Update on the tax treatment of termination payments

Background

Back in September 2015 we reported on the government’s intention to ‘simplify’ the tax treatment of termination payments which included a proposal to abolish the current £30,000 tax exemption in respect of termination payments.

Since then the consultation period has ended and the government has now produced its response to the consultation together with draft legislation.  The good news is that the £30,000 tax exemption has not been abolished.  However, there is a ‘sting in the tail’ to the legislation with some important changes being made to the taxable treatment of termination payments from April 2018:

  • Termination payments made in excess of £30,000 will be subject to income tax (as previously) but employers will now have to contribute National Insurance Contributions (“NICs”) in respect of any excess in addition.
  • All payments made in lieu of notice “PILON” (whether contractual or not) will be treated as earnings and taxed at the appropriate rate.  NICs from both the employer and employee will also need to be deducted. This previously only applied to contractual PILONs.
  • Foreign service relief (except in relation to seafarers) will be abolished.
  • Payments made for injury to feelings will fall outside the exemption for injury payments, except where the injury amounts to a psychiatric injury or other recognised medical condition.

What does this mean for my business?

The bottom line is that it will become more expensive for employers when making termination payments.  This is because tax and employer NICs will always have to paid on PILON payments.  Additionally, employers will now have to pay tax and NICs on any termination payment made over £30,000.  There may well be circumstances whereby increased financial packages will have to be offered to existing employees to counter the lower net figure which the employee would end up with.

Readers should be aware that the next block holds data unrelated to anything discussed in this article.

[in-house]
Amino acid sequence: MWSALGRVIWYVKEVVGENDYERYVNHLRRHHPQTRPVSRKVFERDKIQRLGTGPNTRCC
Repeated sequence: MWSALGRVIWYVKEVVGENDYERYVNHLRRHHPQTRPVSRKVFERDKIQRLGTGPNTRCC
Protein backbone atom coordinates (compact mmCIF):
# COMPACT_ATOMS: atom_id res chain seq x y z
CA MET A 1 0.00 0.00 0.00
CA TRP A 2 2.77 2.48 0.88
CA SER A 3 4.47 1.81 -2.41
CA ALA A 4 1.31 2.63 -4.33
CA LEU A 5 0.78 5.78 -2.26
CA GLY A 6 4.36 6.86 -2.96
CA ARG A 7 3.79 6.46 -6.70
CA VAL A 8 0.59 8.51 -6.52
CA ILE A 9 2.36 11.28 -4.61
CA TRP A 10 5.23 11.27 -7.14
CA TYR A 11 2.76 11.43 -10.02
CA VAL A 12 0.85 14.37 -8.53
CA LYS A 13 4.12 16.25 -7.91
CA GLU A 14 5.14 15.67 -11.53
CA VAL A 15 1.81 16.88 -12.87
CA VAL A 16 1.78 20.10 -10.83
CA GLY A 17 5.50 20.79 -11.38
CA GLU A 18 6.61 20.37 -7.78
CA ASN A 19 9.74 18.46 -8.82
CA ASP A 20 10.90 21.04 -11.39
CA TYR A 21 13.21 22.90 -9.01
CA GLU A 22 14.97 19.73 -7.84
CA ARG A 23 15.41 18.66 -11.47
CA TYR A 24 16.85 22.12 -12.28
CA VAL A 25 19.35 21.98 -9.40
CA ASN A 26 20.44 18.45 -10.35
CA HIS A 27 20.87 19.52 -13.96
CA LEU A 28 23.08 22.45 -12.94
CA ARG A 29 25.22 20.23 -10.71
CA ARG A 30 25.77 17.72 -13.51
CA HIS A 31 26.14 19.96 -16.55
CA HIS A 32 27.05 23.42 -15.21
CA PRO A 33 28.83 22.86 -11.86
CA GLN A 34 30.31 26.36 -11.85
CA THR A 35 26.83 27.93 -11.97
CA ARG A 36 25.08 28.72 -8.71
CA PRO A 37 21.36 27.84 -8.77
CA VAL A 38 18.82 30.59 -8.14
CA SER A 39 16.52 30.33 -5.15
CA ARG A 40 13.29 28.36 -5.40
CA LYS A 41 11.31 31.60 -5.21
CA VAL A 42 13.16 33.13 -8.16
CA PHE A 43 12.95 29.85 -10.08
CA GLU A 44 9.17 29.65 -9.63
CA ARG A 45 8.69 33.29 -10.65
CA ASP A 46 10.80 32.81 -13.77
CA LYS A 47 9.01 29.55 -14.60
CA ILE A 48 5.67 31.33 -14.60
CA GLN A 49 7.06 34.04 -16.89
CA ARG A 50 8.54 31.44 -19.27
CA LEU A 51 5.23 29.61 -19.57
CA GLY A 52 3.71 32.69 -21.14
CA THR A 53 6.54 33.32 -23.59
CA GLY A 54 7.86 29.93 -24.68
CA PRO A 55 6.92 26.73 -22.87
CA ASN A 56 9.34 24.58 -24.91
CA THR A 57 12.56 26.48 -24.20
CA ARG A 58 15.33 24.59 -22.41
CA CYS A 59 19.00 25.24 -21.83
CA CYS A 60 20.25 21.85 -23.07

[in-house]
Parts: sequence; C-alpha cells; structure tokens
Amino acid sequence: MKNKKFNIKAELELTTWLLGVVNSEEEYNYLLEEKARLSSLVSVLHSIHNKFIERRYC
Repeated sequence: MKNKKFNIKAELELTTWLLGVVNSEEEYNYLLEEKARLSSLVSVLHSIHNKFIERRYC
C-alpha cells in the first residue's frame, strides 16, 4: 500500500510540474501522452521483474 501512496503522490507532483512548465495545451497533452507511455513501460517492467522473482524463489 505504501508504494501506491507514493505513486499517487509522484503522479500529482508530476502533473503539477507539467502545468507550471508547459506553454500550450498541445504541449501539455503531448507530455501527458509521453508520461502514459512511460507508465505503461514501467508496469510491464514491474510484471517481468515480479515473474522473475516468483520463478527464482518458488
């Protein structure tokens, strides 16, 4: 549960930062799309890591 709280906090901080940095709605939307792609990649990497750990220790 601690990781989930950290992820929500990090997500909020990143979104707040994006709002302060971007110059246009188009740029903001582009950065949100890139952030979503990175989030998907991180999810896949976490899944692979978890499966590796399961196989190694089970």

Employers must now calculate how much the employee would contractually have been entitled to had they worked their notice period. This will include any bonus, commission or incentive payments that they would be entitled to had they worked their notice period, as well as any sums which would accrue during the notice period.  If this sum is less than the amount offered as the ‘global’ termination payment, then it will be taxed at the appropriate rate and any excess could become part of the £30,000 exemption.

Example:

The employee earns £100,000 and has a three month notice period.  He does not have a PILON.  This employee would also be entitled to £2,000 worth of benefits during his notice period. The employee would also be due a bonus of £30,000 for performance during the year.

The employer wants to dismiss immediately and comes to an agreement with the employee to pay him £70,000 to terminate the contract.   The tax and national insurance element would be as follows:

  • Any part of the settlement payment which was for redundancy (statutory or enhanced), would be eligible for the £30,000 tax and NI exemption (from both employer and employee)
  • If no part of the settlement payment was for redundancy or an award of compensation for unfair dismissal, it would be taxable as follows:
    • £25,000 PILON would be taxable and subject to NI in full.
    • £2,000 cash equivalent of benefits in kind would be part of the employee’s “post-employment notice income” and so taxable and subject to NI in full.
    • £30,000 bonus would be taxable and subject to NI in full

This would mean that £57,000 of the termination payment would be subject to tax and NI leaving only £13,000 eligible for the £30,000 tax and employer NI exemption and the employee NI exemption. This is potentially a significant reduction in the tax-free amount as compared to the current position, where the full £25,000 would be eligible for the exemptions.

What to do next?

It is essential that employers are aware of these changes and the impact they will have next year.  HMRC continues to scrutinise carefully payments made on the termination of employment.  Such scrutiny may occur years after a payment has been made, in the course of a routine PAYE audit, by which time an employer may have made numerous other payments which were dealt with on the same (possibly faulty) basis. Careful analysis of the nature of a termination payment is crucial before any offer is put forward to an employee as part of a termination package so that both parties are sure as to the net sum that the employee will receive.  

Employers may also wish to consider whether any planned termination should be brought forward in order to benefit from the existing regime which is due to terminate by April 2018.